Words of Advice:

"Never Feel Sorry For Anyone Who Owns an Airplane."-- Tina Marie

If Something Seems To Be Too Good To Be True, It's Best To Shoot It, Just In Case." -- Fiona Glenanne

Flying the Airplane is More Important than Radioing Your Plight to a Person on the Ground
Who is Incapable of Understanding or Doing Anything About It.
" -- Unknown

"There seems to be almost no problem that Congress cannot, by diligent efforts and careful legislative drafting, make ten times worse." -- Me

"What the hell is an `Aluminum Falcon'?" -- Emperor Palpatine

"Eck!" -- George the Cat

Wednesday, September 16, 2015

Snake Oil. Gun Oil.

Some spectrographic testing is apparently showing that some expensive gun lubricant called "FireClean" is pretty much just canola oil. Which you can buy by the quart for just a few bucks.

FireClean. $20 for 2oz.

Walmart canola oil: $6 per gallon. Which works out to about ten cents for two ounces.


I got an e-mail from Gun Digest touting some book written by a guy whose been a cop for a century or so and who said this:
I am convinced the .45 caliber, magazine-fed, semi-automatic pistol shooting Federal Hydro-Shock ammunition represents the apex of defensive handgun design.
If my memory serves, Hydra-Shoks were first offered over 25 years ago. They (and Black Talons) might have been the shit back in the day, but it doesn't take much research to see that bullet design has evolved significantly since the first Bush was in the White House. Sure, you can still buy Hydra-Shocks and Black Talons (now Winchester Ranger SXT*), but why would you want to?

Ammunition design changes. A few decades back, it was normal to see .38 lead round-nose cartridges used for self-defense. Then it shifted, slowly, to hollow-point .38+P semi-wadcutters, a/k/a "the FBI load". Neither are very good choices anymore.

A digression: There are some good HPSWCs cartridges. Some, like the Nyclad, aren't made anymore. Others are, but the buyer has to do a bit of research because if the lead used is too hard, then the bullet won't perform well.

Anyway, times change and so does bullet design. Worse, so does the need for someone who wants a decent-performing load to do research and find independent test results. There is a lot of snake-oil in bullets out there (the "R-I-P" bullet comes to mind).

Caveat emptor is really true in this game.
* "SXT" = "Same eXact Thing", because the Usual Suspects got their panties in a wad over their belief that a single round of Black Talon would kill you deader than a Star Trek phaser set to "liquefy". Winchester pulled the Black Talons and then renamed the bullet to placate the hoplophobic morons.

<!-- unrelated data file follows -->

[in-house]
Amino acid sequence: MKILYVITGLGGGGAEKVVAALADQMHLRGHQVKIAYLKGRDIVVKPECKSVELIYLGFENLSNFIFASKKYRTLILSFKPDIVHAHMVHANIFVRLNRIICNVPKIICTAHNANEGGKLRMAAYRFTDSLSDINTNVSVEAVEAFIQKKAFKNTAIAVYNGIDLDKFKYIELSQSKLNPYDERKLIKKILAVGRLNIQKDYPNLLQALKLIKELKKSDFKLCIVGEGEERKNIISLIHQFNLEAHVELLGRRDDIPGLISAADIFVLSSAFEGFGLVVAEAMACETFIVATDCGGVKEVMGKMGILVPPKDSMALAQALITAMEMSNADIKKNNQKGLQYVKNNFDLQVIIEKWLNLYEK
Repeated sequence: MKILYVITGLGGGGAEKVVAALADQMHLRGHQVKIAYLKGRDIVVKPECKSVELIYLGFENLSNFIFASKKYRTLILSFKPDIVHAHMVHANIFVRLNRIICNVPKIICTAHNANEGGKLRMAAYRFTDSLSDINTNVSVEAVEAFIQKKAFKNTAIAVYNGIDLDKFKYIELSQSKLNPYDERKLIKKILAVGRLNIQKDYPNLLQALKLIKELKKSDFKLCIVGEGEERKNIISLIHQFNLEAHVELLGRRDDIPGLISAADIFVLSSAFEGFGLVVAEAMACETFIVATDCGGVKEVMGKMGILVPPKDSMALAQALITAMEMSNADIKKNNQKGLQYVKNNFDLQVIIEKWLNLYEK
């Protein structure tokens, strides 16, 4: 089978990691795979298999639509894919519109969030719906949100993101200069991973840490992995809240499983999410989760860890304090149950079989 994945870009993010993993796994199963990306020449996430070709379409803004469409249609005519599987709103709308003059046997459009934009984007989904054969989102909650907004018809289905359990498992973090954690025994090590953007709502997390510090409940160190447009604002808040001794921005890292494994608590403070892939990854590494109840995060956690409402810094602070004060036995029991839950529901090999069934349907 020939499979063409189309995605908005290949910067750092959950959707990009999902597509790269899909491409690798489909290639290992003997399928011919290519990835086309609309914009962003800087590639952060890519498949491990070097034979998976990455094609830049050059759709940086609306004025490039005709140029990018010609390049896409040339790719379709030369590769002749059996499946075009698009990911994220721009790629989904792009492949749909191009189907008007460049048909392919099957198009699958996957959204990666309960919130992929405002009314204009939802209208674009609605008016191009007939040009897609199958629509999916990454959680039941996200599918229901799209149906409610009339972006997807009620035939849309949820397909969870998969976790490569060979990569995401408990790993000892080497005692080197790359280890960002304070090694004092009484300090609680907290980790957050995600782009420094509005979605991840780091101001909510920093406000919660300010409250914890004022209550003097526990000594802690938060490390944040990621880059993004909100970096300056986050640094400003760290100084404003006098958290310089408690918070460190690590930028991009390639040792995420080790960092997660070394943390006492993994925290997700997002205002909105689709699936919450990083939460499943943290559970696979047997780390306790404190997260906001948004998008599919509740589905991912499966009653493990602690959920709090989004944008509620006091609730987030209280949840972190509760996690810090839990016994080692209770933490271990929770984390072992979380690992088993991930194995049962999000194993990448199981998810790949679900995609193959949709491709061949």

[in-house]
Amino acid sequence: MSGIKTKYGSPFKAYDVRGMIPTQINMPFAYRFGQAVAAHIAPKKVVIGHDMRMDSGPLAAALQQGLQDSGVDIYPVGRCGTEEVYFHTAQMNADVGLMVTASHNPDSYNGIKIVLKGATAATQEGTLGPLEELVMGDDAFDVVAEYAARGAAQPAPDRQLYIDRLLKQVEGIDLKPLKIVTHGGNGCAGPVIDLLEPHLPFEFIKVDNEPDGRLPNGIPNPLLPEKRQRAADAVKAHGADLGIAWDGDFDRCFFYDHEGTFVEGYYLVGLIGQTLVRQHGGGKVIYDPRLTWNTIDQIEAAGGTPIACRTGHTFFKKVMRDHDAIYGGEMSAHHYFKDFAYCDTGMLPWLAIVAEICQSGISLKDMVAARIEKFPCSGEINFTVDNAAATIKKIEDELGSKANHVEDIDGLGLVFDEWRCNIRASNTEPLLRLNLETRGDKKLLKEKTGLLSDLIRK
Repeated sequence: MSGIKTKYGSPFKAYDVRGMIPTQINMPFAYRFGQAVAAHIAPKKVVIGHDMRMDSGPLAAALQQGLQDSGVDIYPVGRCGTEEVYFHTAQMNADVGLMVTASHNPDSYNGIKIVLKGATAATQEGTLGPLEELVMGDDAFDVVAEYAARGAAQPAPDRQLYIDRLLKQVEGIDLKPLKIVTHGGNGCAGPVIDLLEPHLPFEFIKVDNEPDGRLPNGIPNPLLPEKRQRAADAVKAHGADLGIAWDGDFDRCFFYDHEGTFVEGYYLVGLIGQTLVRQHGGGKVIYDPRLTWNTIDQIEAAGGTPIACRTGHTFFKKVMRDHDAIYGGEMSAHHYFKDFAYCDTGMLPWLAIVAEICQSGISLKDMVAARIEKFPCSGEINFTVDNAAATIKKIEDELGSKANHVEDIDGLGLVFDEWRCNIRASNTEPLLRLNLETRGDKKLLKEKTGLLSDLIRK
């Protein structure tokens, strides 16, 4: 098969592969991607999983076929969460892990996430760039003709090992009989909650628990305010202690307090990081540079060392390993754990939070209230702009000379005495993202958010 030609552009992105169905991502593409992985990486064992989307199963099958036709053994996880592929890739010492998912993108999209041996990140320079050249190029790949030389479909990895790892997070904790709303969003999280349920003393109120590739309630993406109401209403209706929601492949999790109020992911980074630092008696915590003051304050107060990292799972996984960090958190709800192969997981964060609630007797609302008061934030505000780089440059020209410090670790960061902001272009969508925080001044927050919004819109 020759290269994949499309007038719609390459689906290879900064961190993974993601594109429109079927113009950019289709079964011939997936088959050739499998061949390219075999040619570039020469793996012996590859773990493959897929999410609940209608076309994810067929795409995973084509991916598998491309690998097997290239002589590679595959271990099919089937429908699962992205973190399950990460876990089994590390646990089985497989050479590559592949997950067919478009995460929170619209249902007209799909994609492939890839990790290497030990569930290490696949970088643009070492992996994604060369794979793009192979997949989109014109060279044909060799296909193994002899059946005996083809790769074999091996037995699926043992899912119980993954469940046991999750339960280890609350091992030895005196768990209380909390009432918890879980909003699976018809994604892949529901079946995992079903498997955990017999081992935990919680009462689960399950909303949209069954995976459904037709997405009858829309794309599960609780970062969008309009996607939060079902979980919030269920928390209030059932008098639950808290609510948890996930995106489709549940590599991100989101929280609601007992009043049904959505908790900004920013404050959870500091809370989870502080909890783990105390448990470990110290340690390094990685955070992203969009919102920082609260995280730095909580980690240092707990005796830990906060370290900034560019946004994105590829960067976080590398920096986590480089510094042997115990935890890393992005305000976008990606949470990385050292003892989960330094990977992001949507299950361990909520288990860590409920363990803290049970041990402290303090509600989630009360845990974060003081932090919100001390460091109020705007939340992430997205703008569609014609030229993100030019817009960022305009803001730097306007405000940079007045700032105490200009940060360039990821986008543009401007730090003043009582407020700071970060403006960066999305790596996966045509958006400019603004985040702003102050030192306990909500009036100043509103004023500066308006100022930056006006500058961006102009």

Murphy's Law said...

Hydrashoks were great back in the day, but that day was a while ago. Today though, I use and recommend Federal 230gr. HST.

Robert Fowler said...

I use Hornady 185gr XTP hollow points in my 1911. When my 9mm gets here, I'll be using the 115 gr XTP in it for a carry load. I like the XTP's proformance as a defense load. I still use good old hard ball for practice.

BadTux said...

I would still say that hollow-point .38+P is an excellent self defense round for those who are smaller of stature and girth. Yes, it does not have the stopping power of the latest and greatest, but it has a relatively mild recoil that makes it more likely that you'll get off a second shot (most encounters between civilians and criminals never extend beyond a second shot because the criminals either leave at maximum speed, or overpower the civilian).

Joe said...

Tux makes an excellent point. Why do manufacturers talk about "stopping power", when throwing the guy into full reverse would be a more desirable outcome?

Comrade Misfit said...

BadTux, I'm not saying that the .38+P isn't a bad choice. Just that bullet design has evlved way past the Hydra-Shok and the old FBI load.

CenterPuke88 said...

Perhaps the old saw about quantity having a quality of its own come in here. To a great extent, forcing a small mass of metal through someone's body at a reasonably high velocity, is going to dissuade them. The number of these masses required to "stop" the individual is variable, and dependent on the individual, his/her condition, drugs, location of impact, etc. it's all well and fine to talk of stopping power, but unless you hit the target, it ain't stopping no one. I suspect that's more alone the line of Tux's point.

As for bullet design, absolutely it has greatly advanced, but a minie ball is still a pretty good "stopping" round...just not very practical.

BadTux said...

A minie ball within 100 yards will decidedly stop someone cold. If it hits a limb it'll shatter the bone, if it hits the chest it will smash the rib cage and scramble the insides, if it hits the abdomen it will leave a 6 inch cavern of shredded guts coming out the back. It's the equivalent of firing a slug out of a 20 gauge shotgun, something *else* that will put some serious hurt on someone. But as you seay, a Springfield 1861 or a Mossberg pump is a bit cumbersome compared to a pistol...

steve said...

Peanut oil and Sesame oil start to smoke at higher temperatures. These oils may be preferable then for rapid fire/full auto situations, and or flavor.